[a-x] → A range of characters. Matches any character in the specified range

    [^a-x] → A negative range characters. Matches any character not in the specified range

    \b → Matches a word boundary, that is, the position between a word and a space

    \n → Matches a newline character

    \v → Matches a vertical tab character

    \num → Matches num, where num =+ve integer.

     

    Regular Expression Metacharacters Example:

    import java.util.regex.*;
    
    class RegexExample{
    
    public static void main(String args[]){
    
    System.out.println(Pattern.matches("\\d","cdfg"));
    
    System.out.println(Pattern.matches("\\d", "9"));
    
    System.out.println(Pattern.matches("\\d", "6789"));
    
    System.out.println(Pattern.matches("\\d", "123gcd"));
    
    System.out.println(Pattern.matches("\\D", "9"));
    
    System.out.println(Pattern.matches("\\D", "8976"));
    
    System.out.println(Pattern.matches("\\D", "123cdf"));
    
    System.out.println(Pattern.matches("\\D*", "srinu"));
    
    System.out.println(Pattern.matches("[a-zA-Z0-9]{7}", "srinu89"));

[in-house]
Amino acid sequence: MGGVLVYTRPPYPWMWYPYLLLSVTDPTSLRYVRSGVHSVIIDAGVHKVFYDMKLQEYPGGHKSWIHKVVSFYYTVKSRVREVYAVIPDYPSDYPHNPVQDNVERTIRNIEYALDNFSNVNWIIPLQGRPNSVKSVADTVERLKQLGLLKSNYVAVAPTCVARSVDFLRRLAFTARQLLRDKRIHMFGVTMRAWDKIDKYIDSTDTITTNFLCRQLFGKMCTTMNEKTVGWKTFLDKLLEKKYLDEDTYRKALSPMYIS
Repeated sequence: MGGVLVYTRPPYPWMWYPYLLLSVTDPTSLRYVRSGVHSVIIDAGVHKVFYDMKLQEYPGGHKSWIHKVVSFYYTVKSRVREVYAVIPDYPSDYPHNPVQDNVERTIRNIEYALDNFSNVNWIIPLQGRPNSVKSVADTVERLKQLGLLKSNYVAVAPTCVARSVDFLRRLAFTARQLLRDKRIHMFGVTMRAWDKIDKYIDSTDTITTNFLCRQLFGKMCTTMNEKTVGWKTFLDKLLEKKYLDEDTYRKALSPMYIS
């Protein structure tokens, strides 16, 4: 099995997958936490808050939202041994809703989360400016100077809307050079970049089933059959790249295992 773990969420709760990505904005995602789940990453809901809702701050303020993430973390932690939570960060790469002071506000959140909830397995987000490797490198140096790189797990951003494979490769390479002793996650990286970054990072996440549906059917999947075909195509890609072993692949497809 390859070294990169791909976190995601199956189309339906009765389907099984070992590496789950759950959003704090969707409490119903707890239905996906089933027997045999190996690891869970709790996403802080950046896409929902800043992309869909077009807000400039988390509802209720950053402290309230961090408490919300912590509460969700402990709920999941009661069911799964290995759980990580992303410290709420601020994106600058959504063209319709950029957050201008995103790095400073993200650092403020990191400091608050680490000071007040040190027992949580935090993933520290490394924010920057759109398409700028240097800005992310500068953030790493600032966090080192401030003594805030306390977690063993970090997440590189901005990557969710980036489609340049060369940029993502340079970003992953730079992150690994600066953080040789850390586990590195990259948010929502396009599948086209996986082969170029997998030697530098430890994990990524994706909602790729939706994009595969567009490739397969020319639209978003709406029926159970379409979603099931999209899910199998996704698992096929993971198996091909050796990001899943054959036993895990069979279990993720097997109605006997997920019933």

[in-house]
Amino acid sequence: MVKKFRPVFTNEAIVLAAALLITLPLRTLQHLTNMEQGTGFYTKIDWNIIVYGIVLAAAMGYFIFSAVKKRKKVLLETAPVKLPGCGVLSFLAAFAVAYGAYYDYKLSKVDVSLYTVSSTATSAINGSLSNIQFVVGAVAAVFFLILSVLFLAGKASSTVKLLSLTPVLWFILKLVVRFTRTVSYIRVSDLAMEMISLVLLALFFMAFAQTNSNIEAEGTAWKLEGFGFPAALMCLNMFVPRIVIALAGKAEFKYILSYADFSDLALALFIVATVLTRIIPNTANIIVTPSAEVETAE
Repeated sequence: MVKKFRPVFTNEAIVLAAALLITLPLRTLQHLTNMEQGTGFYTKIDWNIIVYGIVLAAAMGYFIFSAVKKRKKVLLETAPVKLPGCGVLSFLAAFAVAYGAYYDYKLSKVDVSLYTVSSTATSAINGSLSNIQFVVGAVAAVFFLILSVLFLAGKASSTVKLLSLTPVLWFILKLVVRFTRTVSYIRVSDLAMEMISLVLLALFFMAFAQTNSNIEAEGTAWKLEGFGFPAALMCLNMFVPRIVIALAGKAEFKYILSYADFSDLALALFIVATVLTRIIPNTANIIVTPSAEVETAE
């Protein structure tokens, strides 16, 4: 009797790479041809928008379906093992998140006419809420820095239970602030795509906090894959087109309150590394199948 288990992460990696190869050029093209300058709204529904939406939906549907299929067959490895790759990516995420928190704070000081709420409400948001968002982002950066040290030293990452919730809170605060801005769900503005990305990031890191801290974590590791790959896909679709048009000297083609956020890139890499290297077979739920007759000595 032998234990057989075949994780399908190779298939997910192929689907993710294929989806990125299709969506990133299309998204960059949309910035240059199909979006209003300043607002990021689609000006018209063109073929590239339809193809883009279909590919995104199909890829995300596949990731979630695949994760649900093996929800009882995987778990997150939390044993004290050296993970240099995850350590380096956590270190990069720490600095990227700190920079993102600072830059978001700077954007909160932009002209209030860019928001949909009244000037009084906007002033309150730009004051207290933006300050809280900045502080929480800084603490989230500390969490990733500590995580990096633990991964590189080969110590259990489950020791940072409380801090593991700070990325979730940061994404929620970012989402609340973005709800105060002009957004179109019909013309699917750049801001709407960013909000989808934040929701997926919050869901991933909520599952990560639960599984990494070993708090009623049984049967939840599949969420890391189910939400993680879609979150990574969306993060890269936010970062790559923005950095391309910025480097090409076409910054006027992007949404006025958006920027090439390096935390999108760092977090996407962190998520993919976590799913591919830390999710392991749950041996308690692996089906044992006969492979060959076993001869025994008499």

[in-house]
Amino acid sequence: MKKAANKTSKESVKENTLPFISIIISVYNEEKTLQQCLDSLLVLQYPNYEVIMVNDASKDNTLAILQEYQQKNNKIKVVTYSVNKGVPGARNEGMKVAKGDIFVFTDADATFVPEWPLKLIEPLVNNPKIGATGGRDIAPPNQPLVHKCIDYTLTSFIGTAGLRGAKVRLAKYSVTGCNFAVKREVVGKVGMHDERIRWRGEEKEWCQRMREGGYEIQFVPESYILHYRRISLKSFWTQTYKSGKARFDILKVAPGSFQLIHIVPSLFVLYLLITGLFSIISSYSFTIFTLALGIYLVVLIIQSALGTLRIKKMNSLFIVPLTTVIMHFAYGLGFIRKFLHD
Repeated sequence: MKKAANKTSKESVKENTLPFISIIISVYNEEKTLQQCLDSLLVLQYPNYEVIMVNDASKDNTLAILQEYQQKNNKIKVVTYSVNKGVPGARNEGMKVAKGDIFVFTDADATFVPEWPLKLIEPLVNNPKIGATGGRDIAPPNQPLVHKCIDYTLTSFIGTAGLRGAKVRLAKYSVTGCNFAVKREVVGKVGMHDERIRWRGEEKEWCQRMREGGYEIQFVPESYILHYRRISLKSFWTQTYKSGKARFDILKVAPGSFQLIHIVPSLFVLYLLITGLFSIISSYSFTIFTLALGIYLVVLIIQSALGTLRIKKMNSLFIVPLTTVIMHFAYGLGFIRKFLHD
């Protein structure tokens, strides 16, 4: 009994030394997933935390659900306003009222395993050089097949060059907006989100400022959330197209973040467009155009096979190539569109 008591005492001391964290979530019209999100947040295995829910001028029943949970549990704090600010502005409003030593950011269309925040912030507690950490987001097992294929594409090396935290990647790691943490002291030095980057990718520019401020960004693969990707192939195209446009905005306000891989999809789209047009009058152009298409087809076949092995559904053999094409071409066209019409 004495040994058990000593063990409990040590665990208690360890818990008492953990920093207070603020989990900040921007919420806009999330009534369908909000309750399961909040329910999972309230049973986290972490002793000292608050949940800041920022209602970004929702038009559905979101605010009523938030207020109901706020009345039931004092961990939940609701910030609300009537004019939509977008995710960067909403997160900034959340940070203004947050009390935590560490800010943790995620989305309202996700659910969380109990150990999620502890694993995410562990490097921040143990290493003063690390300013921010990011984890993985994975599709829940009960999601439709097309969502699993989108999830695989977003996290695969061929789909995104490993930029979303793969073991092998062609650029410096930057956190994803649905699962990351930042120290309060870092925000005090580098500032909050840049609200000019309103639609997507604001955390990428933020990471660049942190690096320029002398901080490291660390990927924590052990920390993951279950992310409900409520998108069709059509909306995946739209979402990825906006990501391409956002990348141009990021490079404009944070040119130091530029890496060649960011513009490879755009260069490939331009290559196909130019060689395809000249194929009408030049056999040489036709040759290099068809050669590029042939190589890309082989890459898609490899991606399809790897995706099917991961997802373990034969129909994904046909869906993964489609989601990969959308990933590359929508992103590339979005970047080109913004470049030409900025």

System.out.println(Pattern.matches("[a-zA-Z0-9]{7}", "srinivas89"));
    
    System.out.println(Pattern.matches("[a-zA-Z0-9]{6}", "arun$2"));
    
    }
    
    }

    Output: false

                   true

                   false

                   false

                   false

                   false

                   false

                   true

                   true

                   false

                   false

     

    In the above example the first match is false because we are passing the regex as “d” means it matches only digits in input string ,while on the same second match is true.

    On the third match is also false because here digit is coming more than once, in fourth match the match result is false because the input string is digit and characters while it will match only digit.

    On the fifth match is false because we are passing the regex as “D” means it matches only a non-digits in input string and the same result is in sixth match.

    On the seventh match the result is false because regex will match only a non-digit but we are passing digits and characters as a input while on the same eighth match is true because passed regex will match 0 or more non-digit characters.

    On the ninth match the result is true because the passed regex is [a-zA-Z0-9]{7} with boundary limit or length of 7 and input string is digits and characters of the same(7) length.

    On the tenth match the result is false because the passed regex is [a-zA-Z0-9]{7} with boundary limit or length of 7 and input string is more than 7 length.

    On the eleventh match the result is false because the passed regex is [a-zA-Z0-9]{7} with boundary limit or length of 7 and input string is digit, characters and special character during match there is no special character in regex pattern but it ‘$’ is in input string.